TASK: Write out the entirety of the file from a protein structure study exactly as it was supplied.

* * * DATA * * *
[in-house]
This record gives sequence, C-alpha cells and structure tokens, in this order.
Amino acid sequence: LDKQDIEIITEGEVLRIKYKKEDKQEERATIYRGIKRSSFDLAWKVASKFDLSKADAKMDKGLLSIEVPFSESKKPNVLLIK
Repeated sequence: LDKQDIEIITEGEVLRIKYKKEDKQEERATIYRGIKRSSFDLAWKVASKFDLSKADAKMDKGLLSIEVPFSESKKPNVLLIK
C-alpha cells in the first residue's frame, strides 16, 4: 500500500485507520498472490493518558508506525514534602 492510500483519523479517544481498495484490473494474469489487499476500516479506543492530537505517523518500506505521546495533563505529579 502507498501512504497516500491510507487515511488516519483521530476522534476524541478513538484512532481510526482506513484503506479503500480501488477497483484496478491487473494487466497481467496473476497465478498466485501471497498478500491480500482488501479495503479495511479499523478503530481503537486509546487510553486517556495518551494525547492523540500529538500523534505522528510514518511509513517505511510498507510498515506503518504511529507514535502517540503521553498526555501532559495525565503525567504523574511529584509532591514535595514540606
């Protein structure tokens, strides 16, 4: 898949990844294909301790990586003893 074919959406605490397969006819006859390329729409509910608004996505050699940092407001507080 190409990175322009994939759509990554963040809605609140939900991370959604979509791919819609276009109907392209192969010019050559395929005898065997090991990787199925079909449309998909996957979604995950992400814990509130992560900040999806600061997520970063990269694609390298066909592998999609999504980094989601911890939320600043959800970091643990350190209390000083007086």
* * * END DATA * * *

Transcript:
[in-house]
This record gives sequence, C-alpha cells and structure tokens, in this order.
Amino acid sequence: LDKQDIEIITEGEVLRIKYKKEDKQEERATIYRGIKRSSFDLAWKVASKFDLSKADAKMDKGLLSIEVPFSESKKPNVLLIK
Repeated sequence: LDKQDIEIITEGEVLRIKYKKEDKQEERATIYRGIKRSSFDLAWKVASKFDLSKADAKMDKGLLSIEVPFSESKKPNVLLIK
C-alpha cells in the first residue's frame, strides 16, 4: 500500500485507520498472490493518558508506525514534602 492510500483519523479517544481498495484490473494474469489487499476500516479506543492530537505517523518500506505521546495533563505529579 502507498501512504497516500491510507487515511488516519483521530476522534476524541478513538484512532481510526482506513484503506479503500480501488477497483484496478491487473494487466497481467496473476497465478498466485501471497498478500491480500482488501479495503479495511479499523478503530481503537486509546487510553486517556495518551494525547492523540500529538500523534505522528510514518511509513517505511510498507510498515506503518504511529507514535502517540503521553498526555501532559495525565503525567504523574511529584509532591514535595514540606
């Protein structure tokens, strides 16, 4: 898949990844294909301790990586003893 074919959406605490397969006819006859390329729409509910608004996505050699940092407001507080 190409990175322009994939759509990554963040809605609140939900991370959604979509791919819609276009109907392209192969010019050559395929005898065997090991990787199925079909449309998909996957979604995950992400814990509130992560900040999806600061997520970063990269694609390298066909592998999609999504980094989601911890939320600043959800970091643990350190209390000083007086």